Modeling veld production using MODIS LAI – Phase 3

Modeling the net primary production of arid and semi-arid rangelands in southern Africa using MODIS LAI and FPAR products – Phase 3

Industry Sector: Cattle and Small Stock

Research Focus Area: Sustainable Natural Resource utilisation

Research Institute: University of Pretoria

Year of completion : 2019

Researcher: Anthony R. Palmer

The Research Team

TitleInitialsSurnameHighest QualificationResearch Institution
DrM.M.ScholtzPhDARC-AP
ProfEvan Marle-KosterPhDUP
MrsA. Theunissen MSc Vaalharts Research Station

Aims of the Project

  1. To evaluate whether the Celtic mutation on the POLL locus is the causative mutation for polledness in Bonsmara and Drakensberger
  2. To perform a genome wide association study of the Polled and Scur genes based on phenotypic data and genotypic data from the GGP Bovine 150K SNP bead chip
  3. To apply sequence data available from the Bovine Genomics Program to finemap the suspected regions for the Polled and Scur genes

Executive Summary

The objective of this study was to compare four commonly used growth promotants in a commercial sheep feedlot. The steroidal growth promotants chosen for this trial were Ralgro (zeranol), Revalor G (Rev G; TBA/oestrogen- 17β), Revalor H (Rev H; TBA/oestrogen- 17β) and Zilmax® (zilpaterol hydrochloride). The growth promotants were compared with one another and within three sex groups, namely ewe, ram and wether (castrates), to determine which molecule or combination of molecules, if any, had the most benefit and profitability when measured against a control group.  Sheep were stratified based on initial weights and then randomly allocated to treatment groups in a completely randomised control study. All sheep originated from the same farm, and they were of  similar age, breed,  transport method,  processing method, feed (the only difference being  the groups receiving Zilmax® during the last 18 days of feeding, making provision for 3 days withdrawal), weather conditions, housing and time on feed. A time constant termination date was used in this study, in order to measure the performance of lambs in treatment groups over time.

This project has continued upon earlier, RMRD-SA funded projects that evaluate the using of earth observation (remote sensing) to model net primary production in South African grazing systems. The final results of this research are included in several research papers, students completions (PhD and BSc (Hons)), as well as a popular article. An Android application (Smartphone only) has been developed to determine the grazing capacity from the Google Earth Engine database of Landsat and MODIS imagery. This application is in the process of being tested in on-farm situations and is available to individual smartphones and tablets onto which the application can be installed. A further extension of the app development is an MSc project at Stellenbosch University that has prepared a new map of the fractional cover of grass, trees, shrubs and bare soil across South Africa. There has been one scientific paper published on the project since the last report, and two conference proceedings. A mini thesis (Geo-informatics Hons) describes how the application works. This application has also been made available in the public domain in the Google Earth Engine environment: https://liezlvermeuln.users.earthengine.app/view/spacegrazer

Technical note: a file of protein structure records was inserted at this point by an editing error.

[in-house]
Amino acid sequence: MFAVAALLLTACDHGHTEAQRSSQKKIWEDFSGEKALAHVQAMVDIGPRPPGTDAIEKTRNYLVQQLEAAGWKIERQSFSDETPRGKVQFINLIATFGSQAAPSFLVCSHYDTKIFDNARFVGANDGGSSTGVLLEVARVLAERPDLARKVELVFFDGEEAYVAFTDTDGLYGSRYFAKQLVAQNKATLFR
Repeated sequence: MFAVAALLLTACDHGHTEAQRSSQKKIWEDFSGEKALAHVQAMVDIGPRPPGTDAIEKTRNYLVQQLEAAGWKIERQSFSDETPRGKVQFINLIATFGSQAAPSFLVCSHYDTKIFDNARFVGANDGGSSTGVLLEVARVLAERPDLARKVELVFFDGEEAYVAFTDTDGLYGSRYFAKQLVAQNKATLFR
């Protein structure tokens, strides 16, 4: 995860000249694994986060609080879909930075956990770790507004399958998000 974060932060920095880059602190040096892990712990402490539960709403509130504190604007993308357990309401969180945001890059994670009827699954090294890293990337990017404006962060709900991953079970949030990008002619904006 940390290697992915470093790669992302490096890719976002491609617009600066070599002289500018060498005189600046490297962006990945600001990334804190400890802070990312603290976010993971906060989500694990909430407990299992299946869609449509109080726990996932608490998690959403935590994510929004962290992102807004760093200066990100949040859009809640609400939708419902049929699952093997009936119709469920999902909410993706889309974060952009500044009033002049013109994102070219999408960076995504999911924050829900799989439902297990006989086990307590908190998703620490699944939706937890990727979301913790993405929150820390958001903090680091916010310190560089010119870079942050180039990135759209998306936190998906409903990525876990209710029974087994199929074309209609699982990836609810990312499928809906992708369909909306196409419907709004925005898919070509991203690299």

The objective of this phase of the project was to further validate the production estimates being made using MODIS LAI and fPAR, and to develop an Android-enabled application that can convert these estimates into grazing capacity model that could be used by farmers.

Results

Aim 1  All MODIS LAI and fPAR data are now available via the Google Earth Engine (GEE) interface. It is no longer necessary to download and archive these data from the NASA Distributed Archive. A large number of Java scripts have been written to extract data for livestock farmers throughout the Eastern Cape from the GEE user interface. Ms T Zondani has been appointed on the project and has been trained to extract data from GEE. Through GEE, data acquisition has been extended to other MODIS products, including the enhanced vegetation index (EVI), net primary production (NPP), gross primary production (GPP) and evapotranspiration (MOD16). Water use efficiency maps (WUE) have been prepared for all the years 2000-2017.

Aim 2  During this phase of the project we held workshops with the farmers in several rural villages to determine their response to the climate change predictions for that region, particularly where it is predicted to become hotter and drier. The project has established a world-class scientific installation on a livestock farm in the Smaldeel. This part of the project has seen the establishment of two eddy covariance systems on a site that had experienced bush encroachment in the past 50 years (See attachment).  Each eddy covariance system measures the direction and amount of carbon and water that moves between the earth and the atmosphere, and is a major contribution to South Africa’s understanding of the dynamics of this exchange between the earth and the atmosphere. The installation provides the opportunity to explore the consequences of climate change on grassland and bush encroachment. The RMRD-SA contribution to this site has been the transport to and from the site.